Mayo Chiki is a Japanese dish consisting of fried chicken topped with mayonnaise and served with a side of rice; it’s also the title of a 13-episode anime produced by Feel that aired in Summer 2011. Adapted from a light novel series written by Hajime Asano, Mayo Chiki is a typical romantic comedy that will probably only appeal to fans of the genre.
Kinjirou Sakamachi, a male high school student has a problem: he gets a nosebleed whenever he comes into contact with members of the opposite sex. By chance, he discovers that the butler (Subaru Konoe) of fellow student Kanade Suzutsuki is actually a girl, and must keep it a secret for the sake of Subaru’s dignity. Kanade, on the other hand has some plans for Kinjirou and Subaru which get them into some racy situations.
First and foremost, Mayo Chiki is a light comedy with romance taking a back seat. If you start watching the anime expecting more Toradora, then you’re in for a huge letdown. Awkward characters and even more awkward situations are the main driving force making Mayo Chiki an entertaining series to watch. From Kinjirou’s “allergic reaction” to women, to Subaru’s awesome fighting ability, and Kanade’s sadistic match-up schemes, there is plenty of material for the writers to work with, and that’s not even mentioning the side characters. One of the running jokes in the series is that Kinjirou and Subaru are in a gay relationship, which only gets reinforced when they are forced into “intimate” positions in order to hide Subaru’s true gender.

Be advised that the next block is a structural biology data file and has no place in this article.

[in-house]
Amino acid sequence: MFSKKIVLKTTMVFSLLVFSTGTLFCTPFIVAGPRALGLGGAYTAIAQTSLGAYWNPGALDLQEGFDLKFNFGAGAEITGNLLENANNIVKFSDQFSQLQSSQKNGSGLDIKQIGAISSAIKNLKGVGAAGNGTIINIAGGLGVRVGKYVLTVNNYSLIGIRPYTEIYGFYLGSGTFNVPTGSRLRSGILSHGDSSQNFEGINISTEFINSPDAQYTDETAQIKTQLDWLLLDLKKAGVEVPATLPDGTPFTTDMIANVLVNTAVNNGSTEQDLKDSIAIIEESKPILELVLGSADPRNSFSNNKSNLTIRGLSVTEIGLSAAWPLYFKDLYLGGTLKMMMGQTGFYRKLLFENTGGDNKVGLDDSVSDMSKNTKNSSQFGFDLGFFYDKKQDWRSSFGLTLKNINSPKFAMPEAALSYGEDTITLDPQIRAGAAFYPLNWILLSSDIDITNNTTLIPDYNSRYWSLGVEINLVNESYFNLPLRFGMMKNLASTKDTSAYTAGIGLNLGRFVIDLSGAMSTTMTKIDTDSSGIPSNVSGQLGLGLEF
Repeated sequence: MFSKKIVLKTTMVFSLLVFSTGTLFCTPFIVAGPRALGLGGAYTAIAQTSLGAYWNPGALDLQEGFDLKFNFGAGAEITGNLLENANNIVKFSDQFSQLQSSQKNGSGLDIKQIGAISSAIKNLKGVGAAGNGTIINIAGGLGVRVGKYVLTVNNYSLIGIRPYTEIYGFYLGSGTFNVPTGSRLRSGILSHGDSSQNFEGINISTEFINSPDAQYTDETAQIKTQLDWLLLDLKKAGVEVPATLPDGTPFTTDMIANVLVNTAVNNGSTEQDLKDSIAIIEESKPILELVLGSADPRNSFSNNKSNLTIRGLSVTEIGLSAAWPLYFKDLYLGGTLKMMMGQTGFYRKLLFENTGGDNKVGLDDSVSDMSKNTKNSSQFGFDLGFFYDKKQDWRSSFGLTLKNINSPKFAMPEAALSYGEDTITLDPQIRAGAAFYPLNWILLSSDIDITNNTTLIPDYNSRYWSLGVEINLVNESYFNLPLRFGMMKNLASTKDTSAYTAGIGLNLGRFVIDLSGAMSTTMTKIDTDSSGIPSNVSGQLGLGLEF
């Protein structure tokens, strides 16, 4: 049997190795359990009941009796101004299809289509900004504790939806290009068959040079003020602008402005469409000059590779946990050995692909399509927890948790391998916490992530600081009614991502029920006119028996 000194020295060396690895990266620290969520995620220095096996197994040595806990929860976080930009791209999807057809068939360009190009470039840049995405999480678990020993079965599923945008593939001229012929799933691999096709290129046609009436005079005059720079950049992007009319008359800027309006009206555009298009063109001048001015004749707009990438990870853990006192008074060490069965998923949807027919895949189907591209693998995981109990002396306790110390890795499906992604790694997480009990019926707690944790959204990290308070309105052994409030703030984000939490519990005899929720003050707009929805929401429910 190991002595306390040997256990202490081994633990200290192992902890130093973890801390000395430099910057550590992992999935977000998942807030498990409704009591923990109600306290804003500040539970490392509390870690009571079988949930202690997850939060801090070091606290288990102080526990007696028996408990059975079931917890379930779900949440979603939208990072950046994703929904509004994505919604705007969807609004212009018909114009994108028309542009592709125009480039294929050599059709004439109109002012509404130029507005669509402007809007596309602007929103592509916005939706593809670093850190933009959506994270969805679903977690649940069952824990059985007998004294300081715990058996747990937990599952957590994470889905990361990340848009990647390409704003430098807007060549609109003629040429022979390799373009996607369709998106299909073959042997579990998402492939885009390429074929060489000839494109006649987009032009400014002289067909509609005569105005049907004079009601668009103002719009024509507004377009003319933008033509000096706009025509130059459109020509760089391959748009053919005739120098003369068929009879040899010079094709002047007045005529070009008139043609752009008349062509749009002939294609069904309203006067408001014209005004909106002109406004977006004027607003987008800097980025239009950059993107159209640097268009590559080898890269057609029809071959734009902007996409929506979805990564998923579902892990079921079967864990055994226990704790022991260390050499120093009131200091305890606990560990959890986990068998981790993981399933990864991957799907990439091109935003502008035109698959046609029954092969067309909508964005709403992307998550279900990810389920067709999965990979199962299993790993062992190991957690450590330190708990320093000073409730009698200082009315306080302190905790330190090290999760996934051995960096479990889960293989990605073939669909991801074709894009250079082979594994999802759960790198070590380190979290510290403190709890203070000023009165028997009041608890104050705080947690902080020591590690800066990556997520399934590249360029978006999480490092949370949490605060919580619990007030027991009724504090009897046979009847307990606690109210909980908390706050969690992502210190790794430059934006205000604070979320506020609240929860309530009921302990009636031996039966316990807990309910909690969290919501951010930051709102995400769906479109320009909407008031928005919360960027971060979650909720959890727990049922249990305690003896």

While romance is not a heavy factor in the series, it still plays a large role in the character development of Kinjirou and Subaru. The two of them gradually become closer as each helps the other with their problems. Kinjirou helps Subaru conceal her identity and confront her father, while Subaru helps Kinjirou overcome his reaction to women. Unfortunately, scenes related to romance or character development are limited to just a handful. As with the majority of 13-episode anime, there isn’t enough time to cover everything from the original story. This leaves the relationship between Kinjirou and Subaru underdeveloped and lacking in any sort of closure by the end of the anime.
In terms of animation quality, Mayo Chiki can best be described as average. It certainly doesn’t have high production values, but manages to keep a consistent minimum level of quality throughout the series. This means that there may be a few elongated fingers or articles of clothing that are slightly different in following scenes, but at least I did not notice any deformed faces or distorted limbs. The backgrounds are also nicely drawn with lots of details, but remain largely static with empty hallways, parks, and beaches.
Regular anime fans will probably enjoy a couple of Easter eggs that were dropped into a few episodes. Famed anime blogger Danny Choo shows the extent of his influence here with his mascot character, Mirai, making several appearances in Mayo Chiki. Some people may also recognize twin sisters Ako and Riko from the anime Kiss x Sis working in a café.
I would not recommend Mayo Chiki to anyone looking for a serious story, but the combination of slapstick comedy with its laid-back attitude provides some great weekly entertainment.